In a commutative ring with an identity, every maximal ideal is a prime ideal. However, if a commutative ring does not have an identity, I'm not sure this is true. I would like to know the ...
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Idempotents in rings without unity

Suppose there are non-trivial idempotents in the ring without unity. Is it right that all of them are zero divisors? If we're given unitary ring with unity $e$ and $a$ is non-trivial idempotent ...
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Do Boolean rings always have a unit element?

Let $(B, +, \cdot)$ be a non-trivial ring with the property that every $x \in B$ satisfies $x \cdot x = x$. How does one prove that such a ring $(B, +, \cdot)$ must have a unit element $1_B$? (Or, ...
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In a PID without unit an ideal is maximal iff it is prime.

As the titles says, I need to show that in a PID $R$ an ideal is maximal iff it is prime. This is easy to do if $R$ has a multiplicative identity. I can not do it if $R$ does not have an identity. It ...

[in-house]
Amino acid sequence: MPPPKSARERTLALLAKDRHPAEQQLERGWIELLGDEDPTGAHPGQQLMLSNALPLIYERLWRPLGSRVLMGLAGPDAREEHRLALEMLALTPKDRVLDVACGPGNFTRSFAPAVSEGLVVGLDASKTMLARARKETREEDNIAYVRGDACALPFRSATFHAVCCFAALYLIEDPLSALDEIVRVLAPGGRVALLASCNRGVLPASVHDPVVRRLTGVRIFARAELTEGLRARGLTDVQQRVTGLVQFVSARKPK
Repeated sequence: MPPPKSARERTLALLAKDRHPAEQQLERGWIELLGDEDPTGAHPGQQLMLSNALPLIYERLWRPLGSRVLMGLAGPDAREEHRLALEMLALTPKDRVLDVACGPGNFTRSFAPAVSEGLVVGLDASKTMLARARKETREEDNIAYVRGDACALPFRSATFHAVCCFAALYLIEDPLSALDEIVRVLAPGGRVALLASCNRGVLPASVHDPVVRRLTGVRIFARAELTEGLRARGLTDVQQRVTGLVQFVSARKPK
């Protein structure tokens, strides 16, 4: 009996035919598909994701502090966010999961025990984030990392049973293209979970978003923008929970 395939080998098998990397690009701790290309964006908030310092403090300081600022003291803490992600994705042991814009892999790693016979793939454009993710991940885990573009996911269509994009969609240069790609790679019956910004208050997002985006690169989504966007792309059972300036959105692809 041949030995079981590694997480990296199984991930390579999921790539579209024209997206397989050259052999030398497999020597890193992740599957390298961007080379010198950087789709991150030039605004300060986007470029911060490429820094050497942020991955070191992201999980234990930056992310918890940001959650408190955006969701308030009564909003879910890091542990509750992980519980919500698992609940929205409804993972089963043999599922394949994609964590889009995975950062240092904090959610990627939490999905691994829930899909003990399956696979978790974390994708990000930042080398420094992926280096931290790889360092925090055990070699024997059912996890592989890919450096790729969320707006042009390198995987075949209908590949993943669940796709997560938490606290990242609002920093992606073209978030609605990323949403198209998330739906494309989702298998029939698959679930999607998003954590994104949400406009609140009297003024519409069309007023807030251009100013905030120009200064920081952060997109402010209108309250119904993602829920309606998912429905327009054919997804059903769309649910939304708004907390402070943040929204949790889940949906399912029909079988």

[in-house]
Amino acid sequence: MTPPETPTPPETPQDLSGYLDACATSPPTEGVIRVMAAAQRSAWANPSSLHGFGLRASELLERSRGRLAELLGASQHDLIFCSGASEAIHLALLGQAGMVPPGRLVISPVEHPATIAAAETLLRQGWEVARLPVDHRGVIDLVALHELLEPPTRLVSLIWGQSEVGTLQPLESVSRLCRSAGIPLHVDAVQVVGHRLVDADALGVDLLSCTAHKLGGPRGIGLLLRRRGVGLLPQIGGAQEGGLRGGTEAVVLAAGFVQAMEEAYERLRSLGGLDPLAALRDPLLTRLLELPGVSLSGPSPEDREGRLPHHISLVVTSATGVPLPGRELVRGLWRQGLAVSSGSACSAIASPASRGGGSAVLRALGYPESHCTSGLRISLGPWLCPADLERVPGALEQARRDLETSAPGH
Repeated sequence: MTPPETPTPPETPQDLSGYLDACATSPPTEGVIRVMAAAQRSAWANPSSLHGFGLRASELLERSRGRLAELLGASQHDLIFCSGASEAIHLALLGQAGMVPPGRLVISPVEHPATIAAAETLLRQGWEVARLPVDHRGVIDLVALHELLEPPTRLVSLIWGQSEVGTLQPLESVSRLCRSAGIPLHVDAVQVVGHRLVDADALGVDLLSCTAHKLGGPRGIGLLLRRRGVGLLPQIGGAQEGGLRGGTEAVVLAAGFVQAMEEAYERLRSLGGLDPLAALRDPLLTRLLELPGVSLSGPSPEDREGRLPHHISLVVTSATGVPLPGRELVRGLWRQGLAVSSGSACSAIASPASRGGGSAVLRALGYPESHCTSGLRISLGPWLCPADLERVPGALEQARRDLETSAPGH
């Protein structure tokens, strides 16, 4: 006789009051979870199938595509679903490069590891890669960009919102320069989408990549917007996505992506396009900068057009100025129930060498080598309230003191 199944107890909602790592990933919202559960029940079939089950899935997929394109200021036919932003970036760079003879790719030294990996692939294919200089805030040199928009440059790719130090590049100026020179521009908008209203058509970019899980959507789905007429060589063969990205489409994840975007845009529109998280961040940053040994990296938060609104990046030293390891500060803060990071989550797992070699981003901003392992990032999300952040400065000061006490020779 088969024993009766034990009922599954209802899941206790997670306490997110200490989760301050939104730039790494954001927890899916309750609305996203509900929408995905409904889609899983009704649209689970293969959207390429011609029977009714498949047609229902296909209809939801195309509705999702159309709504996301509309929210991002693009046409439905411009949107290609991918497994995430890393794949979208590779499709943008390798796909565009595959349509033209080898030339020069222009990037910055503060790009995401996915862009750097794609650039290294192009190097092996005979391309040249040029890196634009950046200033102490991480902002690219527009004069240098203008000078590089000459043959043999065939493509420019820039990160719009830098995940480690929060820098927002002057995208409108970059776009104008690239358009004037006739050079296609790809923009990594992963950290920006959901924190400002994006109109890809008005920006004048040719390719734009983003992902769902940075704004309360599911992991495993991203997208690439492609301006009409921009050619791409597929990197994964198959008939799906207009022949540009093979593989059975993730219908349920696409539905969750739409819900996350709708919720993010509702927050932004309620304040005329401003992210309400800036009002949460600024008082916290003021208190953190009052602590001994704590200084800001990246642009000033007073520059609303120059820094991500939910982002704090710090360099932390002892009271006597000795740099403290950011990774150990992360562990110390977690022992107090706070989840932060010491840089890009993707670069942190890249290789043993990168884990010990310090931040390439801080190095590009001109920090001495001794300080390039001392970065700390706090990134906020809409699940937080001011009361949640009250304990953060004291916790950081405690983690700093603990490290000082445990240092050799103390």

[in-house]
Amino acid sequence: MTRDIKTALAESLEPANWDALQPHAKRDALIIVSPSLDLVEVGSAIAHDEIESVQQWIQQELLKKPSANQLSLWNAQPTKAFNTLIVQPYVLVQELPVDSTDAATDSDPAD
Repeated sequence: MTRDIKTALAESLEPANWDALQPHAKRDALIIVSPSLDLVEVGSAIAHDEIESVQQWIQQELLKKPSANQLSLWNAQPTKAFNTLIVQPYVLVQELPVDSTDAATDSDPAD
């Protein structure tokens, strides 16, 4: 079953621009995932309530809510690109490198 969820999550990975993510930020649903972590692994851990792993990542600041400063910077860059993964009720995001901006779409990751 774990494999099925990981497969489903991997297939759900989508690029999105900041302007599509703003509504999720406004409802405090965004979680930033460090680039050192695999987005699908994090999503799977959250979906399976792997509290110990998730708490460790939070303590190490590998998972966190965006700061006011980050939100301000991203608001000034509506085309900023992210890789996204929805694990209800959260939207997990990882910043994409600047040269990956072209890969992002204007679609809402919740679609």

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Is there any non-monoid ring which has no maximal ideal?

Is there any non-monoid ring which has no maximal ideal? We know that every commutative ring has at least one maximal ideals -from Advanced Algebra 1 when we are study Modules that makes it as a very ...
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Is there a name for this ring-like object?

Let $S$ be an abelian group under an operation denoted by $+$. Suppose further that $S$ is closed under a commutative, associative law of multiplication denoted by $\cdot$. Say that $\cdot$ ...
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Why is $S/Z$ a domain for the ideal $Z=\{z\in S\mid za=0,\;\forall a\in R\}$ in $S$?

Suppose $R$ is a rng with no zero divisors, not necessarily commutative. I know $R$ can be embedded into a ring $S:=\mathbb{Z}\times R$ by identifying $r\in R$ with $(0,r)\in S$. The operations on $S$ ...